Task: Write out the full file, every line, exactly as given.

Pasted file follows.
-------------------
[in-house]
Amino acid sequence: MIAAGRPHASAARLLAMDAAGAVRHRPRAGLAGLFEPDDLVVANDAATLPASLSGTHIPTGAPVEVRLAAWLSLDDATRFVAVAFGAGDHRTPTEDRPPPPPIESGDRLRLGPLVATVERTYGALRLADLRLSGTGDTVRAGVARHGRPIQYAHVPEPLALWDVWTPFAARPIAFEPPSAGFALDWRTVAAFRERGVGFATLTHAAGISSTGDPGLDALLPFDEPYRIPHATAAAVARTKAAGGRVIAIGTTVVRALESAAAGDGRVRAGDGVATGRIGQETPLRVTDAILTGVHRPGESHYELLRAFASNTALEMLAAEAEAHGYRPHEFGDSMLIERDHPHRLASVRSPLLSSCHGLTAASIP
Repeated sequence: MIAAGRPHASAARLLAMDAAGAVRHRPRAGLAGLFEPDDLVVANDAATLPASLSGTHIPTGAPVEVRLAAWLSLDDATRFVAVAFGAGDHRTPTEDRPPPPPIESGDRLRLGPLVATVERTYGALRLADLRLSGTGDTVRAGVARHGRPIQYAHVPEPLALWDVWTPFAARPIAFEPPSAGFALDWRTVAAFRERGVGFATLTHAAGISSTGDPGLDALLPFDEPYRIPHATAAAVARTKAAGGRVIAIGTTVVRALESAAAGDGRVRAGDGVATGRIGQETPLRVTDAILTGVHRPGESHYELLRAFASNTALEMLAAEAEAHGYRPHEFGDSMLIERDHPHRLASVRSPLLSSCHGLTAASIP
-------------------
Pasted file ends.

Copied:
[in-house]
Amino acid sequence: MIAAGRPHASAARLLAMDAAGAVRHRPRAGLAGLFEPDDLVVANDAATLPASLSGTHIPTGAPVEVRLAAWLSLDDATRFVAVAFGAGDHRTPTEDRPPPPPIESGDRLRLGPLVATVERTYGALRLADLRLSGTGDTVRAGVARHGRPIQYAHVPEPLALWDVWTPFAARPIAFEPPSAGFALDWRTVAAFRERGVGFATLTHAAGISSTGDPGLDALLPFDEPYRIPHATAAAVARTKAAGGRVIAIGTTVVRALESAAAGDGRVRAGDGVATGRIGQETPLRVTDAILTGVHRPGESHYELLRAFASNTALEMLAAEAEAHGYRPHEFGDSMLIERDHPHRLASVRSPLLSSCHGLTAASIP
Repeated sequence: MIAAGRPHASAARLLAMDAAGAVRHRPRAGLAGLFEPDDLVVANDAATLPASLSGTHIPTGAPVEVRLAAWLSLDDATRFVAVAFGAGDHRTPTEDRPPPPPIESGDRLRLGPLVATVERTYGALRLADLRLSGTGDTVRAGVARHGRPIQYAHVPEPLALWDVWTPFAARPIAFEPPSAGFALDWRTVAAFRERGVGFATLTHAAGISSTGDPGLDALLPFDEPYRIPHATAAAVARTKAAGGRVIAIGTTVVRALESAAAGDGRVRAGDGVATGRIGQETPLRVTDAILTGVHRPGESHYELLRAFASNTALEMLAAEAEAHGYRPHEFGDSMLIERDHPHRLASVRSPLLSSCHGLTAASIP